US researchers have discovered a family of small-molecule metabolites that explains how and why some sharks can glow in the dark, and only other sharks can see it.
It works in quite a different way – and for a very different purpose – to the mechanism used by other marine creatures, and as an added bonus might also help them fight microbial infections.
“After we first reported that swell sharks were biofluorescent, my collaborators and I decided to dive deeper into this topic,” says David Gruber from the City University of New York. “We wanted to learn more about what their biofluorescence might mean to them.”
What they learnt is reported in paper in the journal iScience.
Gruber and Jason Crawford, from Yale University, studied swell sharks and chain catsharks and noticed that their skins had light and dark tones. They extracted chemicals from the skins and found a type of fluorescent molecule that was only present in the light skin.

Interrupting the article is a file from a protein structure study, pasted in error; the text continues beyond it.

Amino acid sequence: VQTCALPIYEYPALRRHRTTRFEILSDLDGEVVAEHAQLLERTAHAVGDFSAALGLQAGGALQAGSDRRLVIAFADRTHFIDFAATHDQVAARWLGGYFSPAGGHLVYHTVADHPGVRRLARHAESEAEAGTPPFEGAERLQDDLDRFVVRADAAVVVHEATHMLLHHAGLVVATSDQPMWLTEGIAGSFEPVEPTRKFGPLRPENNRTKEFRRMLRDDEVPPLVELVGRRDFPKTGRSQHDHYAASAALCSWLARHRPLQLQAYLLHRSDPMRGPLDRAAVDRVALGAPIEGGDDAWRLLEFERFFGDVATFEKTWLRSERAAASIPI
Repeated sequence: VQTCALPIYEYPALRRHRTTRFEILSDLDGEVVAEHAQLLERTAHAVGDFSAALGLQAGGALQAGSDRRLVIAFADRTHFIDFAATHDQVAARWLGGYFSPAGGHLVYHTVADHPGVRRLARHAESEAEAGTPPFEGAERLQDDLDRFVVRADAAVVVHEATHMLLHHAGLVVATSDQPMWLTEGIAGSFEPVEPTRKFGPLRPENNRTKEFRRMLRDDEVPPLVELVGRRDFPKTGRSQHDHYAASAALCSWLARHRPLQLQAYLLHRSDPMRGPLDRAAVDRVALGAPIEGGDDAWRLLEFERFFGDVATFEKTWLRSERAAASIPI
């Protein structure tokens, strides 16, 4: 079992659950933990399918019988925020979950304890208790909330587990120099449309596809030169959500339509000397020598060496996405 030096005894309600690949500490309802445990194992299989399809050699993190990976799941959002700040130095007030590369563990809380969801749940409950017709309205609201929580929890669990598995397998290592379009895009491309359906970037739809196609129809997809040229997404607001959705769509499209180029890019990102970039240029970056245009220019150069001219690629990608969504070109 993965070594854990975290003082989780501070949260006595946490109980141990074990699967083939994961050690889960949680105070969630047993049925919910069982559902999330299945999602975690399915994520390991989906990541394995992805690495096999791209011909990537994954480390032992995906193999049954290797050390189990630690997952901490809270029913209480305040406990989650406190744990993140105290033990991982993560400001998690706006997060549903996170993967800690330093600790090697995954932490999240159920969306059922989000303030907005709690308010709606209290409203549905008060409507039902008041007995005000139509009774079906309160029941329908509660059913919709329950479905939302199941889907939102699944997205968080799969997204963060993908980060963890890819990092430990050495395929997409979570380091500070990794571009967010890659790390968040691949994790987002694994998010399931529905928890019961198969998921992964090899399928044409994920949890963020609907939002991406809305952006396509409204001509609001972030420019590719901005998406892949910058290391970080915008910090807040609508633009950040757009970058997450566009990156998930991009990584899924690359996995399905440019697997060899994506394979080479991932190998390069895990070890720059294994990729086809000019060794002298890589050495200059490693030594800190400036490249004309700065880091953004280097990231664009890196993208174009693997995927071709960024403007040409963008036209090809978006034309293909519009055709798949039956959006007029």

These types of small-molecule metabolites are known to be fluorescent and activate pathways similar to those that, in other vertebrates, play a role in the central nervous system and immune system.
But in the sharks, the novel variants account for the biophysical and spectral properties of their lighter skin. This mechanism is different from animals in the upper ocean, such as jellyfish and corals, that commonly use green fluorescent proteins as mechanisms to transform blue light into other colors, Gruber says.
“It’s a completely different system for them to see each other that other animals cannot necessarily tap into,” Crawford adds. “They have a completely different view of the world that they’re in because of these biofluorescent properties that their skin exhibits and that their eyes can detect.”
The researchers also found that these biofluorescent molecules display antimicrobial properties.
“These catsharks live on the ocean bottom, yet we don’t see any biofouling or growth, so this could help explain yet another amazing feature of shark skin,” says Gruber.
“This study opens new questions related to potential function of biofluorescence in central nervous system signalling, resilience to microbial infections, and photoprotection.”
Amelia Nichele is a science journalist at The Royal Institution of Australia.
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